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The interleukin-33 receptor contributes to pulmonary responses to ozone in male mice: role of the microbiome.
Respir Res 2019; 20(1):197RR

Abstract

BACKGROUND

Interleukin-33 is released in the airways following acute ozone exposure and has the ability to cause airway hyperresponsiveness, a defining feature of asthma. Ozone causes greater airway hyperresponsiveness in male than female mice. Moreover, sex differences in the gut microbiome account for sex differences in this response to ozone. The purpose of this study was to determine whether there were sex differences in the role of interleukin-33 in ozone-induced airway hyperresponsiveness and to examine the role of the microbiome in these events.

METHODS

Wildtype mice and mice genetically deficient in ST2, the interleukin-33 receptor, were housed from weaning with either other mice of the same genotype and sex, or with mice of the same sex but opposite genotype. At 15 weeks of age, fecal pellets were harvested for 16S rRNA sequencing and the mice were then exposed to air or ozone. Airway responsiveness was measured and a bronchoalveolar lavage was performed 24 h after exposure.

RESULTS

In same-housed mice, ozone-induced airway hyperresponsiveness was greater in male than female wildtype mice. ST2 deficiency reduced ozone-induced airway hyperresponsiveness in male but not female mice and abolished sex differences in the response to ozone. However, sex differences in the role of interleukin-33 were unrelated to type 2 cytokine release: ozone-induced increases in bronchoalveolar lavage interleukin-5 were greater in females than males and ST2 deficiency virtually abolished interleukin-5 in both sexes. Since gut microbiota contribute to sex differences in ozone-induced airway hyperresponsiveness, we examined the role of the microbiome in these ST2-dependent sex differences. To do so, we cohoused wildtype and ST2 deficient mice, a situation that allows for transfer of microbiota among cage-mates. Cohousing altered the gut microbial community structure, as indicated by 16S rRNA gene sequencing of fecal DNA and reversed the effect of ST2 deficiency on pulmonary responses to ozone in male mice.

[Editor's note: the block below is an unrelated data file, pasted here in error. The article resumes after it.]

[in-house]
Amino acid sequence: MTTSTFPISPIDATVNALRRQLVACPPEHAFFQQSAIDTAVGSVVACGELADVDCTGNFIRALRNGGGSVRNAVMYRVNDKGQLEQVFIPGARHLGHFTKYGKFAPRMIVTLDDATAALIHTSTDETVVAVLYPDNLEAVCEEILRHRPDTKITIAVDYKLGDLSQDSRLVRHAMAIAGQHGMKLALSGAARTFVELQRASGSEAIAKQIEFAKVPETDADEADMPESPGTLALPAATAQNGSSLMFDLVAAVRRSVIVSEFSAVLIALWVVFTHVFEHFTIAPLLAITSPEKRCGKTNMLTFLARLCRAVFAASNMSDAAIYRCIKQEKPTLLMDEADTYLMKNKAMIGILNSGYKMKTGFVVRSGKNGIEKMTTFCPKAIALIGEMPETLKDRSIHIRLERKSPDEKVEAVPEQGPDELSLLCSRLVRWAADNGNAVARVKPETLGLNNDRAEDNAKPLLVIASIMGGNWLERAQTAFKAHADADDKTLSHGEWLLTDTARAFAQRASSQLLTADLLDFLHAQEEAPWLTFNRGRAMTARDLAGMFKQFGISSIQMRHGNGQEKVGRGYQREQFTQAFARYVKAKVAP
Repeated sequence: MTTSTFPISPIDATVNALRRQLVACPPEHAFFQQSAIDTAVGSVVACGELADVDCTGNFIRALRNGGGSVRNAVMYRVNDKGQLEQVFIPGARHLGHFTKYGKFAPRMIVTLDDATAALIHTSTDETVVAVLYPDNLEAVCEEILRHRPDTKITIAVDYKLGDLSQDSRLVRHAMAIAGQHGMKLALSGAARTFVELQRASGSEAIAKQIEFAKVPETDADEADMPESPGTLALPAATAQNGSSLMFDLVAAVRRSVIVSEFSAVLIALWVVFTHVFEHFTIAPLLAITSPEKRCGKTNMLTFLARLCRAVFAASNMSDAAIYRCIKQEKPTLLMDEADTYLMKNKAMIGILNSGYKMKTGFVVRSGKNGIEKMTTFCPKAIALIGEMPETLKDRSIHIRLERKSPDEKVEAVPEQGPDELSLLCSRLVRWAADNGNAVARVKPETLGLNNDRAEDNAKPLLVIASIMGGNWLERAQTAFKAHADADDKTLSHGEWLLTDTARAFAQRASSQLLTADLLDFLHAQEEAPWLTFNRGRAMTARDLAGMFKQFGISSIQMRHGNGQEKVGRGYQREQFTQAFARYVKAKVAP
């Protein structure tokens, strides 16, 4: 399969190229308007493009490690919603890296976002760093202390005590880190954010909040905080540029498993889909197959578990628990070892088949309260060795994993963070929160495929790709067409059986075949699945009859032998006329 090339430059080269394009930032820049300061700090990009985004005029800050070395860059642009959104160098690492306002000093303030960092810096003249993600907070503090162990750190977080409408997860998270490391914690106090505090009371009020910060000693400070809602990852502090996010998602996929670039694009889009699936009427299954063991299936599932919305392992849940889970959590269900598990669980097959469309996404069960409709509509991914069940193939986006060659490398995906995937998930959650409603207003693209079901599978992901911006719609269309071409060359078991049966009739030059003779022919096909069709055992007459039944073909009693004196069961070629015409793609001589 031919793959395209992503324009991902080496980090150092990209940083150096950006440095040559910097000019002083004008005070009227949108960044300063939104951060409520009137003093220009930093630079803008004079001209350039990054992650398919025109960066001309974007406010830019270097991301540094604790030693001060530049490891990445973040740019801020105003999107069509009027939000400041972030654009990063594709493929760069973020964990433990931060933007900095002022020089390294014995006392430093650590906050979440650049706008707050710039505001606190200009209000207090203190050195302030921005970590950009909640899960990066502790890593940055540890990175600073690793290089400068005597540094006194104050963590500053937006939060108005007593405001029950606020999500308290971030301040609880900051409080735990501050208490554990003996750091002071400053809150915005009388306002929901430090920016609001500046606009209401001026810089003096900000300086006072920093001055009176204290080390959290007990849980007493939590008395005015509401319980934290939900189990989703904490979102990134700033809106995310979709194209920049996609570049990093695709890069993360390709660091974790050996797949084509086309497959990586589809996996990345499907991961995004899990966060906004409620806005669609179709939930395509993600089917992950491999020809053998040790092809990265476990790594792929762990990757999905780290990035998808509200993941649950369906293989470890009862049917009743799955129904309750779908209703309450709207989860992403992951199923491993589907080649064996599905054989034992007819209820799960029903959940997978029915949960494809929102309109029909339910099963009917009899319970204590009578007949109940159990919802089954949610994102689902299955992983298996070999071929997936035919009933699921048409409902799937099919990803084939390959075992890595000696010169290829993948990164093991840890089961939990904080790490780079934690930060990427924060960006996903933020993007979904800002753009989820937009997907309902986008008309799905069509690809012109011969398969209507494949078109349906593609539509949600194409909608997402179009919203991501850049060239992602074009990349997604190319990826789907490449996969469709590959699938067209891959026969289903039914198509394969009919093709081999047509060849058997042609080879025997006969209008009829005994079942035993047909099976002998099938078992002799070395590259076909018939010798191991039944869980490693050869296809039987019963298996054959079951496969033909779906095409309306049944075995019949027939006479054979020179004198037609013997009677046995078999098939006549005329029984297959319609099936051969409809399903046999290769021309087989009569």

CONCLUSIONS

The data indicate that the interleukin-33 /ST2 pathway contributes to ozone-induced airway hyperresponsiveness in male mice and suggest that the role of interleukin-33 is mediated at the level of the gut microbiome.

Authors+Show Affiliations

Molecular and Integrative Physiological Sciences Program, Department of Environmental Health, Harvard T.H. Chan School of Public Health, 665 Huntington Av Bld1 room 319, Boston, MA, 02115, USA.Department of Biostatistics, Harvard T.H. Chan School of Public Health, 665 Huntington Ave, Boston, MA, 02115, USA.Molecular and Integrative Physiological Sciences Program, Department of Environmental Health, Harvard T.H. Chan School of Public Health, 665 Huntington Av Bld1 room 319, Boston, MA, 02115, USA.Molecular and Integrative Physiological Sciences Program, Department of Environmental Health, Harvard T.H. Chan School of Public Health, 665 Huntington Av Bld1 room 319, Boston, MA, 02115, USA.Department of Biostatistics, Harvard T.H. Chan School of Public Health, 665 Huntington Ave, Boston, MA, 02115, USA.Molecular and Integrative Physiological Sciences Program, Department of Environmental Health, Harvard T.H. Chan School of Public Health, 665 Huntington Av Bld1 room 319, Boston, MA, 02115, USA. sshore@hsph.harvard.edu.

Pub Type(s)

Journal Article

Language

eng

PubMed ID

31455422

Citation

Kasahara, David I., et al. "The Interleukin-33 Receptor Contributes to Pulmonary Responses to Ozone in Male Mice: Role of the Microbiome." Respiratory Research, vol. 20, no. 1, 2019, p. 197.